In 1890 Denis O’Sullivan went to London to have his voice cultivated and afterwards visited Italy where he studied under Vannuocini. Two years later he returned to London where he met Elizabeth Curtis, also of San Francisco, and the couple were later married.
After a hugely successful series of concerts in London in 1901, the Times of London pronounced him to be “one of the illustrious singers of the world.”
One of O’Sullivan’s most famous roles was undoubtedly as the part of ‘Shemus O’Brien’ in Sir Villiers Stanford’s opera of the same name. His voice was greatly appreciated in London, and he was engaged by Carl Rosa, appearing in English grand opera at Covent Garden for two successful seasons.
It was in London that O’Sullivan’s wife, Elizabeth Curtis, wrote ‘Peggy Macher’ and in that he scored his greatest triumph producing it in both England and the United States. Such was the success of ‘Peggy Macher’ that Klaw and Erlanger engaged O’Sullivan for a five-year contract which he had just begun when death cut short a marvellous career and life. He was only 39 years old.
He was stricken with appendicitis while filling an engagement in Toledo, Ohio, on February 1, 1908. Although in intense pain, he insisted on going on with the matinee, collapsed after the performance and died that night.
Denis O’Sullivan was regarded as the foremost authority on Irish music in the world. He was the adjudicator of the Feis Coil, was vocalist, delegate and speaker to the Pan-Celtic congress in Dublin and was a delegate to the Irish national convention in 1907. He led the London ballet concerts before his majesty the king, and belonged to a score of musical organisations in Great Britain.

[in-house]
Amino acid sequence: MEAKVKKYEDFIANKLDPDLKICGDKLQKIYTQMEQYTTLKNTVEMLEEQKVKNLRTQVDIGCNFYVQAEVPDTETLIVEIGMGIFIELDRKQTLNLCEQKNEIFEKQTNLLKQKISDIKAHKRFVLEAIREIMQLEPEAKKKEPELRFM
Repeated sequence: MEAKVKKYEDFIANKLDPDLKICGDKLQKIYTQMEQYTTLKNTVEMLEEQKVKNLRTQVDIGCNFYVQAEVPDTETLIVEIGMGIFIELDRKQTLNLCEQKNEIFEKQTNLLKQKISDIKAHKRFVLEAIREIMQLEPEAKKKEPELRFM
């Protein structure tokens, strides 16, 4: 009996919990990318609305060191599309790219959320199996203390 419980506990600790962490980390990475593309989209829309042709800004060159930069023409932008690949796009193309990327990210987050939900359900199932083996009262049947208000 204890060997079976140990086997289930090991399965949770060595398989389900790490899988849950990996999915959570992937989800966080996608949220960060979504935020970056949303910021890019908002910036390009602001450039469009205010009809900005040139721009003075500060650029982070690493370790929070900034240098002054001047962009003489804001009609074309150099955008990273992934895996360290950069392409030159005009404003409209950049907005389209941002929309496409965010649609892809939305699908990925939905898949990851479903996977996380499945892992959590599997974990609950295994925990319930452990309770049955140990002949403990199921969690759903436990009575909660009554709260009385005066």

In 1907 Denis made a special trip to America to promote the Feis Ceoil and to help establish a similar festival there. Before his departure from London, the Irish Parliamentary Party gave him a banquet. He was also one of the honoured and leading vocalists at the St. Patrick’s Day Banquets in London for many years.
At the Feis Ceoil competition every year, still one of the most coveted prizes is the Denis O’Sullivan Medal which is awarded for the best rendering of Irish songs.
In 1909 a bust of Denis O’Sullivan was added to the collection at the National Gallery of Ireland in Dublin. The sculptor was Francis Derwent Wood, who was commissioned by the subscribers to the Memorial Fund.
I wonder are there any relatives of the famous ‘Singing Sullivans’ still living in this area? I’d love to know!
– P. O’R